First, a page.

The journaled file system (JFS) fragment support allows disk space to be divided into allocation units that are smaller than the default size of 4096 bytes. Smaller allocation units or "fragments" minimize wasted disk space by more efficiently storing the data in a file or directory's partial logical blocks. The functional behavior of JFS fragment support is based on that provided by Berkeley Software Distribution (BSD) fragment support. Similar to BSD, JFS fragment support allows users to specify the number of i-nodes that a file system has.
Many UNIX file systems only allocate contiguous disk space in units equal in size to the logical blocks used for the logical division of files and directories. These allocation units are typically referred to as "disk blocks" and a single disk block is used exclusively to store the data contained within a single logical block of a file or directory.
Using a relatively large logical block size (4096 bytes for example) and maintaining disk block allocations that are equal in size to the logical block are advantageous for reducing the number of disk I/O operations that must be performed by a single file system operation, since a file or directory's data is stored on disk in a small number of large disk blocks rather than in a large number of small disk blocks. For example, a file with a size of 4096 bytes or less would be allocated a single 4096-byte disk block if the logical block size is 4096 bytes. A read or write operation would therefore only have to perform a single disk I/O operation to access the data on the disk. If the logical block size were smaller requiring more than one allocation for the same amount of data, then more than one disk I/O operation may be required to access the data. A large logical block and equal disk block size are also advantageous for reducing the amount of disk space allocation activity that must be performed as new data is added to files and directories, since large disk blocks hold more data.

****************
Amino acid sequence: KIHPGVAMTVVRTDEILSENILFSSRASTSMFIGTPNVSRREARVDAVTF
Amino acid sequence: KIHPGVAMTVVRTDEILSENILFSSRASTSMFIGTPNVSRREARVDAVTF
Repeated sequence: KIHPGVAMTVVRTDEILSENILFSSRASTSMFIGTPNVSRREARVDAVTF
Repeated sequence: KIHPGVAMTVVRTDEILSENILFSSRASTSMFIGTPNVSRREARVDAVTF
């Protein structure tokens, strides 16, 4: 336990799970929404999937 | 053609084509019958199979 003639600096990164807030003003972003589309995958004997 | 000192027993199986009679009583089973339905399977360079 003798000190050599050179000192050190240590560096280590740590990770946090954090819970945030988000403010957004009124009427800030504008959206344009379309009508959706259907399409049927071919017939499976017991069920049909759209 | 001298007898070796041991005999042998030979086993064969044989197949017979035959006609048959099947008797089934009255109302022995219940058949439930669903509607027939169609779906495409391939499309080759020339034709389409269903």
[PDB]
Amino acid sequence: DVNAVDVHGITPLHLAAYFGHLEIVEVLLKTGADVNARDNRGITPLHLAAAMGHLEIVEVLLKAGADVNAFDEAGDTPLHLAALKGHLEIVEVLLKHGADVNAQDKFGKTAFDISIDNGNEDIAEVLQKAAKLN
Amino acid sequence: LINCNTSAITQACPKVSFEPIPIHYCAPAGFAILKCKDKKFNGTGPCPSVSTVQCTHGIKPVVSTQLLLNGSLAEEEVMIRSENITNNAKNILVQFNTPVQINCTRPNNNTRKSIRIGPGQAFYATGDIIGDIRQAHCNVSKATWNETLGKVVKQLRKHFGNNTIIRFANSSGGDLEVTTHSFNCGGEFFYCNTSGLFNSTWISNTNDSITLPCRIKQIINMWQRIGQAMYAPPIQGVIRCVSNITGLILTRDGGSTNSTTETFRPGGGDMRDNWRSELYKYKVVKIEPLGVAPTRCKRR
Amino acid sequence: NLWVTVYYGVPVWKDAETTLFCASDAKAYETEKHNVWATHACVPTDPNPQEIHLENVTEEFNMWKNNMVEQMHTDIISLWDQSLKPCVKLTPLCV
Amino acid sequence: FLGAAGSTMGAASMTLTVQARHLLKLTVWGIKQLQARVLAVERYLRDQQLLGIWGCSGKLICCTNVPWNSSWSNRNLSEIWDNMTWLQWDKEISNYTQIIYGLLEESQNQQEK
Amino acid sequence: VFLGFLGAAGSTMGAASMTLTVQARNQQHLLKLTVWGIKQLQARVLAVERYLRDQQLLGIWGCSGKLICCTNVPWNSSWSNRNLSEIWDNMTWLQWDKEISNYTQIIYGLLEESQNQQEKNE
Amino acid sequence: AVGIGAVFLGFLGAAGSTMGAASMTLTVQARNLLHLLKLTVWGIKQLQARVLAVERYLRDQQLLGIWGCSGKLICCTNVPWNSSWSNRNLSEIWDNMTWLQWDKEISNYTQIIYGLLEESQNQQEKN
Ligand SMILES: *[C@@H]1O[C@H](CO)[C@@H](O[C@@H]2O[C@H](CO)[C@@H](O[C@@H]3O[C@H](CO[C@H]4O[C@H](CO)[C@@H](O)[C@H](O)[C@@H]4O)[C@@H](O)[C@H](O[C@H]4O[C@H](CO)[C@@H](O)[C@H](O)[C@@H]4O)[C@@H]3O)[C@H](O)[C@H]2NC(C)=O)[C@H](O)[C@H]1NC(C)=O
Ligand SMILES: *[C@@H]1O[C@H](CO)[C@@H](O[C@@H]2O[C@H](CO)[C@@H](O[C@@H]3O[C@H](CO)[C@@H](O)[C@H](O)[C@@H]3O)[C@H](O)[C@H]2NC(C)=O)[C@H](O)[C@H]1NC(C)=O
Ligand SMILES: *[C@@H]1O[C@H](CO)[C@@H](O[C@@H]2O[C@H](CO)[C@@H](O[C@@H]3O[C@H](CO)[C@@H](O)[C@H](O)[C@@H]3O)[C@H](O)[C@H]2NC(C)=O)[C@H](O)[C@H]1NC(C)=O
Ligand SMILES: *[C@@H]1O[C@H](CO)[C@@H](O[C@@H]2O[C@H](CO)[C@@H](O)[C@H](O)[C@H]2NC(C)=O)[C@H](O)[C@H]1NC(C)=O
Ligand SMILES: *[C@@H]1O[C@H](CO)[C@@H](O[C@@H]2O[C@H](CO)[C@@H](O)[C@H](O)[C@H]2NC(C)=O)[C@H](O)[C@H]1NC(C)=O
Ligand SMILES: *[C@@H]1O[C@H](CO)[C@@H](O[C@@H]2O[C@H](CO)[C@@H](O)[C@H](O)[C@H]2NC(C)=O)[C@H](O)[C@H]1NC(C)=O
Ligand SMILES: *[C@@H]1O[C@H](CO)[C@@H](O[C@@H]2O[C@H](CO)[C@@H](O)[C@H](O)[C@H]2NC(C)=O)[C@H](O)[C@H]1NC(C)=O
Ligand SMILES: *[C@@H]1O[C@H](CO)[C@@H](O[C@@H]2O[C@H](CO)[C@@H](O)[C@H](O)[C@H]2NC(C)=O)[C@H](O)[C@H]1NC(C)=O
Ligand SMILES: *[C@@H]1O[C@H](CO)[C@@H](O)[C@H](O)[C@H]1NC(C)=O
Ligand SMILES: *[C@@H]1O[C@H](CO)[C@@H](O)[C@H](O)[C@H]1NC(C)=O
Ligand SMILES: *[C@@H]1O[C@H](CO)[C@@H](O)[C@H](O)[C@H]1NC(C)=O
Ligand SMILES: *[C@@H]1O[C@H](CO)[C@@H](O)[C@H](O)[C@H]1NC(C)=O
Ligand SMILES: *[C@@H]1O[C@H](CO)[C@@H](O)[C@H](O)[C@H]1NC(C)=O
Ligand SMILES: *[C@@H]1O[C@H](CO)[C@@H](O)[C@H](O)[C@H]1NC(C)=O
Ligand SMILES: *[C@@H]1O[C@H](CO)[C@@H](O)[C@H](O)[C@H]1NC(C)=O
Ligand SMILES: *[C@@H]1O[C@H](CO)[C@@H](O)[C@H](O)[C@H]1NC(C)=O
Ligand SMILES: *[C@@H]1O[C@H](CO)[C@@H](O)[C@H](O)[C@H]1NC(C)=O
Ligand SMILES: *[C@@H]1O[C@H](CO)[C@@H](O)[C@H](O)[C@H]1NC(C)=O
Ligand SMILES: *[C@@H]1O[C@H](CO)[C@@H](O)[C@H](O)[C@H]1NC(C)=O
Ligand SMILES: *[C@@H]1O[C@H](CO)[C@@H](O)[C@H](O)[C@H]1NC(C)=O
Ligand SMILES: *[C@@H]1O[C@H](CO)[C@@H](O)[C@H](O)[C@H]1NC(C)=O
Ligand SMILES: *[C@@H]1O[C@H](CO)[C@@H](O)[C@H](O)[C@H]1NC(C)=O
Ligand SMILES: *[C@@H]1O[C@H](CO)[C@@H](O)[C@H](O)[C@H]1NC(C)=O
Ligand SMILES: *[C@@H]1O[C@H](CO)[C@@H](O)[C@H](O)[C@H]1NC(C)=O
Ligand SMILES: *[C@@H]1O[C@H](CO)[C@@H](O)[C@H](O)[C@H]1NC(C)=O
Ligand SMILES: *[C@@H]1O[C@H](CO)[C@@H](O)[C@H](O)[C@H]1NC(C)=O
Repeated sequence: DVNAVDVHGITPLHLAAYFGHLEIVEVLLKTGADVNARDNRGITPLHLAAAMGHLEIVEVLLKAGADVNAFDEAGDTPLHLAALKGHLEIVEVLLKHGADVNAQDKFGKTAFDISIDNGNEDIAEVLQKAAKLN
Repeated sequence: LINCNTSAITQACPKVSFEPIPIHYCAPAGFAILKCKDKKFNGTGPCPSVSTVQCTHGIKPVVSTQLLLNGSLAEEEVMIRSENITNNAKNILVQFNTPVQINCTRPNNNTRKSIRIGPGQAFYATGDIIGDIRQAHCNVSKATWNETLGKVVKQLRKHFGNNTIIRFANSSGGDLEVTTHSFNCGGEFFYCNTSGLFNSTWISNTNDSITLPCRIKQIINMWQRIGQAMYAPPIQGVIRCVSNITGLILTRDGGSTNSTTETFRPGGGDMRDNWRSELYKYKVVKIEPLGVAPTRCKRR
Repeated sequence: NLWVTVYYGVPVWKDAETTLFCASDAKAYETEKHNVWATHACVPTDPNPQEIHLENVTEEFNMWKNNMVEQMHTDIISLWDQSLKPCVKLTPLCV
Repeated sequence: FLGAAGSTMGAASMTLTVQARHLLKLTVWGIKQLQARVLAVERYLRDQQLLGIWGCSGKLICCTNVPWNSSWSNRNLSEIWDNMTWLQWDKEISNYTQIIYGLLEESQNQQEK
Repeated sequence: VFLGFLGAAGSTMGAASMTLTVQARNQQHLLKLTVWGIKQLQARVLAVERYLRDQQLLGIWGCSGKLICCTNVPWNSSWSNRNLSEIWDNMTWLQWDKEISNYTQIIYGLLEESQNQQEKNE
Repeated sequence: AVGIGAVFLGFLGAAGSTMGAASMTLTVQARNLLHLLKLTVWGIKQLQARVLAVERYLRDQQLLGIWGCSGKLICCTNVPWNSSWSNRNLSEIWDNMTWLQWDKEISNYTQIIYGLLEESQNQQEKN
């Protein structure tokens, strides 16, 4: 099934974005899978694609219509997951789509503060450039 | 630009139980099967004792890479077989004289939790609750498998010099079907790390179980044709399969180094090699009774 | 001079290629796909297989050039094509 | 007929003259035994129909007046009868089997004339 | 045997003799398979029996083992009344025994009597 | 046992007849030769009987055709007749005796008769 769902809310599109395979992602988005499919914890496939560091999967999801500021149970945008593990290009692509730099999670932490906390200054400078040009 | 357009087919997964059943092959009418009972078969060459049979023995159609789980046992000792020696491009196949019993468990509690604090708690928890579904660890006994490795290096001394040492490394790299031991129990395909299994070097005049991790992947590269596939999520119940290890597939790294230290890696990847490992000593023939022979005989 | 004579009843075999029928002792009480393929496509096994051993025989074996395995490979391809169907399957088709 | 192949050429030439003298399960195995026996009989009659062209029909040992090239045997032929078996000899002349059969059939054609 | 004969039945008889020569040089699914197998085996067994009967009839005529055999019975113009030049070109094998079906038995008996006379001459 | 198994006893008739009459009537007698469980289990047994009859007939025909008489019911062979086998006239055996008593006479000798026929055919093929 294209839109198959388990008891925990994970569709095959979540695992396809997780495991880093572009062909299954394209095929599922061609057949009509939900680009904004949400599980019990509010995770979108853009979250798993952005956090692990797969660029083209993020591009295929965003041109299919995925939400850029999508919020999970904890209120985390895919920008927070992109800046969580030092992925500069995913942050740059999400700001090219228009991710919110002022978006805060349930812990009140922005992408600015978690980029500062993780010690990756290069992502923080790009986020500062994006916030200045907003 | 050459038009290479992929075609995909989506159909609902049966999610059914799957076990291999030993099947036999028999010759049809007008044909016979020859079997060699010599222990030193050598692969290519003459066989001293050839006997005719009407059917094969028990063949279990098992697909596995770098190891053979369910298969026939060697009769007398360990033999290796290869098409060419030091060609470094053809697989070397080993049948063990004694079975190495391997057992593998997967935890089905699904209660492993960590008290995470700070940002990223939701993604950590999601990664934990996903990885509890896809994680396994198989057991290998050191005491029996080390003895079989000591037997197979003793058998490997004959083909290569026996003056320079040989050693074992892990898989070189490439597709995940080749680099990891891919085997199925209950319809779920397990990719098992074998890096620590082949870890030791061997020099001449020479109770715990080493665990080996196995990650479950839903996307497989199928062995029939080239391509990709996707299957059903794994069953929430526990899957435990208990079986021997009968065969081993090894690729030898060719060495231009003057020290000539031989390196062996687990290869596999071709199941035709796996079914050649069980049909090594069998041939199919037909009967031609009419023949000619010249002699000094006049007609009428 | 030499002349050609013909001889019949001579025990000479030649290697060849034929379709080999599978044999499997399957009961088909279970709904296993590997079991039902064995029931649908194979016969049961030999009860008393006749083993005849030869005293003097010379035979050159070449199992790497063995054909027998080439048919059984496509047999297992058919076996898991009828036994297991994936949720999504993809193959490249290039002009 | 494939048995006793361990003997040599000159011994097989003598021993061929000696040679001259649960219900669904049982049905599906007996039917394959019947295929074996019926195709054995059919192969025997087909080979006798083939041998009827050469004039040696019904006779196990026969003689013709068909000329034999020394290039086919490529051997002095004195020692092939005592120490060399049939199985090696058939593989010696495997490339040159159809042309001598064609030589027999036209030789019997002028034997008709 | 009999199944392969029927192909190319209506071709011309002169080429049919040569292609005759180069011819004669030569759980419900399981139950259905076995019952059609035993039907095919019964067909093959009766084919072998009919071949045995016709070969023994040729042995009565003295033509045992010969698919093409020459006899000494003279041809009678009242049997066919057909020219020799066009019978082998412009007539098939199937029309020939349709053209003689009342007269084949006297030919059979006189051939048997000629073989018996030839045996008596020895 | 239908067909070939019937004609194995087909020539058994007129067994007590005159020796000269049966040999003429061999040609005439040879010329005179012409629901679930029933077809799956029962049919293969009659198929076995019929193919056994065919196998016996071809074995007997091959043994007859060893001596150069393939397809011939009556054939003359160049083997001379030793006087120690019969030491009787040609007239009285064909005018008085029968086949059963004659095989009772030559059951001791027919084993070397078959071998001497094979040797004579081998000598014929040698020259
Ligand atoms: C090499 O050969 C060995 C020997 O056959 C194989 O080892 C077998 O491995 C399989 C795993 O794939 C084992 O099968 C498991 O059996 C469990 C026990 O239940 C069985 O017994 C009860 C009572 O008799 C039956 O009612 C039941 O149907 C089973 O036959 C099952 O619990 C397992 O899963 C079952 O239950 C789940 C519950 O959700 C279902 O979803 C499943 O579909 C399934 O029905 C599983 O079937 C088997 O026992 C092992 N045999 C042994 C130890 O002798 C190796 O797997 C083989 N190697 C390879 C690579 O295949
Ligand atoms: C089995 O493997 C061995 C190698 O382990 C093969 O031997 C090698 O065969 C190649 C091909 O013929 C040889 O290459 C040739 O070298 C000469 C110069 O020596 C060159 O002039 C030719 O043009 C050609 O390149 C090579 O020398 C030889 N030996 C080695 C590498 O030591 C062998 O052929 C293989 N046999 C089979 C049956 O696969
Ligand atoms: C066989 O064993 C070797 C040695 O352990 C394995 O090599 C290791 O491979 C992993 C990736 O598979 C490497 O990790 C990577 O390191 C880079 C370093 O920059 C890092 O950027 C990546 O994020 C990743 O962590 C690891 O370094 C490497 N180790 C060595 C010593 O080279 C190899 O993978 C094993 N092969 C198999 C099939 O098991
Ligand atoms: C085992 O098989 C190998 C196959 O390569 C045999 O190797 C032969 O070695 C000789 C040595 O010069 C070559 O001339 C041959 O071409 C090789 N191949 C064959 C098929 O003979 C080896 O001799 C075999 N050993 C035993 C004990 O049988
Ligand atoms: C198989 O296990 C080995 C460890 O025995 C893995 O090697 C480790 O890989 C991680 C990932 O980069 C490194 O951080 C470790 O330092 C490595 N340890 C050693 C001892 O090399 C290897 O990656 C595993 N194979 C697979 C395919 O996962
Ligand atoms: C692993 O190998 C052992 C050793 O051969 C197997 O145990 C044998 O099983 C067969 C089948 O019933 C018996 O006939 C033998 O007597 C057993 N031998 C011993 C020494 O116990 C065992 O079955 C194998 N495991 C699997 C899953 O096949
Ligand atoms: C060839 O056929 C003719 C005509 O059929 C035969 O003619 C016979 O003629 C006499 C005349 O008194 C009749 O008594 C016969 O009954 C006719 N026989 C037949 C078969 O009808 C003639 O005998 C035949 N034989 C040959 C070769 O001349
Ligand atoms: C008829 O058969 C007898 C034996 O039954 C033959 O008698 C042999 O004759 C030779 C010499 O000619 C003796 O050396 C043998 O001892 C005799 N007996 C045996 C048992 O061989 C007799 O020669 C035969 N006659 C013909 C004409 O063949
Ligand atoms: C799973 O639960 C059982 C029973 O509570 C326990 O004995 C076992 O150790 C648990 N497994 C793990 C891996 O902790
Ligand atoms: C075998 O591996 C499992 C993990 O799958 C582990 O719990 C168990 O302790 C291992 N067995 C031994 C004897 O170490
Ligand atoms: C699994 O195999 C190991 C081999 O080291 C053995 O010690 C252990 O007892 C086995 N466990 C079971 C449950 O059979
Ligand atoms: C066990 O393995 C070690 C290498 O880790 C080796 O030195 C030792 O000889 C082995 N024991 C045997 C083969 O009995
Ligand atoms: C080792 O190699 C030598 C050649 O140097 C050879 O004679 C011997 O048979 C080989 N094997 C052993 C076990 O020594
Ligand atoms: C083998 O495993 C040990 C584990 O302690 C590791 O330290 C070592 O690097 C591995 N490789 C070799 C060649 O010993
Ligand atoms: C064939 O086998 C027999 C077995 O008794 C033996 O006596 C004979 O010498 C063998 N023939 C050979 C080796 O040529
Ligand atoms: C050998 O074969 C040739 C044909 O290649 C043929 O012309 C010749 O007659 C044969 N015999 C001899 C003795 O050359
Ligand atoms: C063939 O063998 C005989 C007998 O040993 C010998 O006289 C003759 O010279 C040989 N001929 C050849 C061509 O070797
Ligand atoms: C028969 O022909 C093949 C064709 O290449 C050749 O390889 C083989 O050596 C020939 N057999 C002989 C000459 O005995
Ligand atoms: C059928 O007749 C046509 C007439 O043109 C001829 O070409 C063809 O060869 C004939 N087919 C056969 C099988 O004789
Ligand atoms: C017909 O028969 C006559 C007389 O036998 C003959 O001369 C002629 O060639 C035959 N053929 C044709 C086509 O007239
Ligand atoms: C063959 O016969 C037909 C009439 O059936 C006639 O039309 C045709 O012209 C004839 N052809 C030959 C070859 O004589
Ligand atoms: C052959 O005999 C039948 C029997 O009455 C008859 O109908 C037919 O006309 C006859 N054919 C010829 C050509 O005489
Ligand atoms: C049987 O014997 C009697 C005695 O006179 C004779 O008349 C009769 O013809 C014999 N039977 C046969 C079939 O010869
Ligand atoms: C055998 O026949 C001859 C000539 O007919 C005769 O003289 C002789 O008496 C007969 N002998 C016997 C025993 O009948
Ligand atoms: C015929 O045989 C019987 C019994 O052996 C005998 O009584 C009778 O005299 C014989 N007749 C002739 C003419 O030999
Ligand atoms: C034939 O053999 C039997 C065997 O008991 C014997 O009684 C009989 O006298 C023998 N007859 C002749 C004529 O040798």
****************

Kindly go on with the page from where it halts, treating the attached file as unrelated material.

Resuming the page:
Restricting the disk space allocation unit to the logical block size can, however, lead to wasted disk space in a file system containing numerous files and directories of a small size. Wasted disk space occurs when a logical block's worth of disk space is allocated to a partial logical block of a file or directory. Since partial logical blocks always contain less than a logical block's worth of data, a partial logical block will only consume a portion of the disk space allocated to it. The remaining portion remains unused since no other file or directory can write its contents to disk space that has already been allocated. The total amount of wasted disk space can be large for file systems containing a large number of small files and directories. A file system using 4096-byte allocation units may experience up to 45% wasted disk space. (Statistic taken from UNIX System Manager's Manual, Computer Systems Research Group, University of California at Berkeley, The Regents of the University of California and/or Bell Telephone Laboratories, 1988, SMM 14.)
In the JFS, however, the disk space allocation unit, referred to as a fragment, can be smaller than the logical block size of 4096 bytes. With the use of fragments smaller than 4096 bytes, the data contained within a partial logical block can be stored more efficiently by using only as many fragments as are required to hold the data. For example, a partial logical block that only has 500 bytes could be allocated a fragment of 512 bytes (assuming a fragment size of 512 bytes), thus greatly reducing the amount of wasted disk space. If the storage requirements of a partial logical block increase, one or more additional fragments will be allocated.